It takes TV to raise a child


THE village is certainly gone. That’s a good thing too. Our inability to mind our own business meant more often than not the village had nothing good to contribute to our lives.

By Jermain Ndhlovu

How many times have the opinions of aunts and uncles at family round table meetings been less than desirable?

As most parents left children behind to seek greener pastures, the new millenium brought wider freedoms to young people in how they wanted to be raised.

Popular culture has been a boom and all things modern have come about quickly. Growing up and acquiring new tastes or receiving foreign stuff from the Diaspora, we just wanted in.

I am certain that one thing that has been of particular note was how young people in foreign countries behaved and made us seem priestly.

South Africa’s TV series Yizo Yizo (1999) was a huge shocker in Zimbabwe just as much as it was in it’s own homeland. Never had the lives of young people been so brutally and honestly portrayed before on African television. The chilling drama sent shock waves to everyone from the office to high school students.

There were many Papa Actions – the show’s leading bad boy – that sprang up in Bulawayo’s neighbourhoods trying to claim notoriety over all things dangerous. The name Papa Action itself is a moniker for one who does one thing swiftly and with style — from lavish dressing, bedding women, thieving, drugs and so on. Little good is expected from that kind of papa.

To those in the “lover not a fighter” kind of department, there were your Days Of Our Lives and Bold&The Beautiful for whatever love triangle and who-slept-with-who dramas. How many times was watching Miami Sands with elders uncomfortable at that steamy point? Eyes glued on screen, not a word from anyone?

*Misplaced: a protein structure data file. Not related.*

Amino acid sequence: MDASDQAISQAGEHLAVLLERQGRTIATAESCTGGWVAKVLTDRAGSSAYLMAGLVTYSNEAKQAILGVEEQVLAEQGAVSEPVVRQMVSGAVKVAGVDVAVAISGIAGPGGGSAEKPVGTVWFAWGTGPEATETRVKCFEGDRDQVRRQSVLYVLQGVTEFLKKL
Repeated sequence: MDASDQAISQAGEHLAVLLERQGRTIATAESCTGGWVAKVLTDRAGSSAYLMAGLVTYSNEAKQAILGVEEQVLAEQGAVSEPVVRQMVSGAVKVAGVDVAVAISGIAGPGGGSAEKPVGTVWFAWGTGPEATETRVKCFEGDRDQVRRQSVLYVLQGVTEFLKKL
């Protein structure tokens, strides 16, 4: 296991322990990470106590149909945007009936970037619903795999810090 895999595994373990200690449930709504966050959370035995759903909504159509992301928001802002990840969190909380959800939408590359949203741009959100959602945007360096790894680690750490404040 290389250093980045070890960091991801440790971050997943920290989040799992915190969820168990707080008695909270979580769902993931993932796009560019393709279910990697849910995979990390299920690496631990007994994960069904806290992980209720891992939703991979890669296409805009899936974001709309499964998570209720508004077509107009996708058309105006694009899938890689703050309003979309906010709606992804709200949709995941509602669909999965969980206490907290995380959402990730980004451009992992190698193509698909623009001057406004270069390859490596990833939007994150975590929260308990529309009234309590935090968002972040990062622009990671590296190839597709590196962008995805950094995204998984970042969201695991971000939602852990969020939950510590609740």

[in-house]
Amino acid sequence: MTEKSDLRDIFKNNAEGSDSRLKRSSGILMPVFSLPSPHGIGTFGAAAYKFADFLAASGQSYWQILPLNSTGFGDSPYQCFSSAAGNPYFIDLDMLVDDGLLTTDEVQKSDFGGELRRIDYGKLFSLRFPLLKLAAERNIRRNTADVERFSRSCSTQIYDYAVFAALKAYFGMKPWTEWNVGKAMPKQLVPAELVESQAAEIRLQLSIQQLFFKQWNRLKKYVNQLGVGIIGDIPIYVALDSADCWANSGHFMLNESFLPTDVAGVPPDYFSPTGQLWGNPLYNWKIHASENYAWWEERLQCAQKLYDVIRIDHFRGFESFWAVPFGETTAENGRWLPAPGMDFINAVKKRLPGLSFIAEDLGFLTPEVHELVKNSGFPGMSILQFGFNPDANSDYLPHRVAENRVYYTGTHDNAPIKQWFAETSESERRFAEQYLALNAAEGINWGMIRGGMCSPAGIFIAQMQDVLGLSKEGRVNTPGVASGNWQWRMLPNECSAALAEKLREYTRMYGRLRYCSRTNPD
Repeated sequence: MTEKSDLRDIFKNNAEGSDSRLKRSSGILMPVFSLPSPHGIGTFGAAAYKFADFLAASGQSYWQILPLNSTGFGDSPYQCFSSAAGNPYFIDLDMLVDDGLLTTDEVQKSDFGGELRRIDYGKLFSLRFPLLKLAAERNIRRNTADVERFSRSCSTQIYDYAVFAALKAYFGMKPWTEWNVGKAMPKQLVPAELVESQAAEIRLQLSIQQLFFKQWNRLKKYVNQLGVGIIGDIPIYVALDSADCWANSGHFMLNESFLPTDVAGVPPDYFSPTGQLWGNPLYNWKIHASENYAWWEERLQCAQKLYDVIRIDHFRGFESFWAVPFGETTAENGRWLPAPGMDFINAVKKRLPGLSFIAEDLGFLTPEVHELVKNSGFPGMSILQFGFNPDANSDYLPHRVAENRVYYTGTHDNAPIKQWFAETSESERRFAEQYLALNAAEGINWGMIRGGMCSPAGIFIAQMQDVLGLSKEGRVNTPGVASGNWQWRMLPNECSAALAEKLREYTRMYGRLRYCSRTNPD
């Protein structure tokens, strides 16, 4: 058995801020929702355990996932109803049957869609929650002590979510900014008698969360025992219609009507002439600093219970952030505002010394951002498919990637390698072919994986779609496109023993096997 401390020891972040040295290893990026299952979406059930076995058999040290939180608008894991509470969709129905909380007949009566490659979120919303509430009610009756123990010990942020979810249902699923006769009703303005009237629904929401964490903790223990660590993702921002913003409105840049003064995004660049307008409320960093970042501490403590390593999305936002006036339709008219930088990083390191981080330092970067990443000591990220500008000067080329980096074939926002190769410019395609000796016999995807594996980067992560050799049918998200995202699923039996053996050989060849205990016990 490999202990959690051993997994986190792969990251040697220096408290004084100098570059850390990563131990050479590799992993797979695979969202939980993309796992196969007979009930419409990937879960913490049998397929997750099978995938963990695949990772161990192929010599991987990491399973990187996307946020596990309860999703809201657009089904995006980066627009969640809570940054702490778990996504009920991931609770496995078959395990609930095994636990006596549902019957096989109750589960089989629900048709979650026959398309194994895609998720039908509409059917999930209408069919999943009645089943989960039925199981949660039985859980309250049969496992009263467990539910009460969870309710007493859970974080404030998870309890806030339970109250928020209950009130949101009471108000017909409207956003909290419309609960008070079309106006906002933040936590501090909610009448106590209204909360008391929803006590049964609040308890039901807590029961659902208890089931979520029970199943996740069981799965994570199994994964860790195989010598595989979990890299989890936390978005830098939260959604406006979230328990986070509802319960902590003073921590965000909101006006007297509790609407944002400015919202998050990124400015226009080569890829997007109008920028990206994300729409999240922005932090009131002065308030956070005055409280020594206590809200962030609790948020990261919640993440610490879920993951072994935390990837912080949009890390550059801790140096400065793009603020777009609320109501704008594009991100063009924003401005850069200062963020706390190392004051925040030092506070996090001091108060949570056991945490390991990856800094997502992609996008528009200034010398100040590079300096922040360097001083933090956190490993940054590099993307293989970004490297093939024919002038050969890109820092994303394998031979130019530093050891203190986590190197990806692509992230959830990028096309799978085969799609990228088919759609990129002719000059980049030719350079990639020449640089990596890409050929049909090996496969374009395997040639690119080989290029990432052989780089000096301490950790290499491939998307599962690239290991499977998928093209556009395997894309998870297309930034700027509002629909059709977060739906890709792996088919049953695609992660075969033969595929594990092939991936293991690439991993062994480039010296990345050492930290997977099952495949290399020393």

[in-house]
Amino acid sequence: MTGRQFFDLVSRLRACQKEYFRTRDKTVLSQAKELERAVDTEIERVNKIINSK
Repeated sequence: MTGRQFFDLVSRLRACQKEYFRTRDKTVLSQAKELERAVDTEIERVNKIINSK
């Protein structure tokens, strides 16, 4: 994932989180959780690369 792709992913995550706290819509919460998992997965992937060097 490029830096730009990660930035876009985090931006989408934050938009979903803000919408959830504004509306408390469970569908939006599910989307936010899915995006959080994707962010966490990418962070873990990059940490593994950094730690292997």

On the one hand, everyone is pleased Character X has finally bedded Character Y and that a bit of flesh showing is heating up the screen.

Then on the other hand all wish they were either watching TV alone or that the love scene would end quickly!

Uncomfortable moments on prime time led elders to outsource child rearing to a television. Nobody is talking to children about sex, drugs and rock’n’roll besides the TV. Elders will have none of it. They instead bay for the moments when things seem to go wrong and preach about how “they were not like this” at their child’s age. A classic impilo awuyazi (you don’t know life) is a mantra that deserves a slow clap. No teenager knows life – how about telling us about that life?

I recently bumped into a golden quote from the book The Bluest Eye (1970) by African-American writer Toni Morrison; “Adults do not talk to us — they give us directions. They issue orders without providing information.

“When we trip and fall down they glance at us. If we cut or bruise ourselves they ask us if are we crazy. When we catch colds, they shake their heads in disgust at our lack of consideration.

“We know them, we’ve heard them and we’ve seen them. To any young person reading this – don’t EVER be that parent. Ever!”

I recently saw the comical Wayan’s family being interviewed by Oprah and Keenen. The brother who got the family in show business, was lamenting on how black parents tend to be heavyhanded and uncompromising with their children. He further went on to talk about how he and his brothers and sister were raising their kids the way they had wanted to be raised – with a bit of compassion.

I believe that there is no such thing as TMI (too much information) in telling kids about the cycle of life. Easy does it too —there is no need to be a rocket launcher firing away about sex positions and other deep stuff that will just make conversations even more uncomfortable when it’s time for the birds and the bees talk. Oh yes, there exist those tough love and too honest elders!

The education syllabus for instance, starts teaching reproductive health at Grade 6. So teachers at school have it covered, but a touch of home advice will always go a long way; failure to which the TV does and Friday night on is the least of your worries. Young people are better exposed than that.
Jermain Ndhlovu writes in his personal capacity. He can be contacted on